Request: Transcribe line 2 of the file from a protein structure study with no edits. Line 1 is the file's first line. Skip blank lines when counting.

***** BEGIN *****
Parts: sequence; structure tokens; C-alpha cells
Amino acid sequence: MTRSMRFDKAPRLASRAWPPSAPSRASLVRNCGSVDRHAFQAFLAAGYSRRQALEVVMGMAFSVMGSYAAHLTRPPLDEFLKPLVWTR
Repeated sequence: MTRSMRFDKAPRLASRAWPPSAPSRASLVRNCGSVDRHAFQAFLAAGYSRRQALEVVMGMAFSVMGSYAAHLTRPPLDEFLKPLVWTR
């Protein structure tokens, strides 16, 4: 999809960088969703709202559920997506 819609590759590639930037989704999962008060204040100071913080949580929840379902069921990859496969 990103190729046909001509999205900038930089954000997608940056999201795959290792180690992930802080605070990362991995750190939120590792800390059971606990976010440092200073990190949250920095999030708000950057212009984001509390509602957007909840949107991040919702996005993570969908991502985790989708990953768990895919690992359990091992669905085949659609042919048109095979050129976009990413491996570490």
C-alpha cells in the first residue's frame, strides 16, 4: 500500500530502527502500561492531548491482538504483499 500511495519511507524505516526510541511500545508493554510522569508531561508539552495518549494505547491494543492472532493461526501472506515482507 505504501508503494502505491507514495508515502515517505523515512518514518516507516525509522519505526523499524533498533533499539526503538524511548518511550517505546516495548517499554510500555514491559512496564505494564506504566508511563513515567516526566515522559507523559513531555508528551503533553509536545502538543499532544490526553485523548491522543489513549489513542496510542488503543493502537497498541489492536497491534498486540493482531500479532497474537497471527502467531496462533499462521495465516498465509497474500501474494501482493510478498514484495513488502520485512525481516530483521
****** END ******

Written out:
Amino acid sequence: MTRSMRFDKAPRLASRAWPPSAPSRASLVRNCGSVDRHAFQAFLAAGYSRRQALEVVMGMAFSVMGSYAAHLTRPPLDEFLKPLVWTR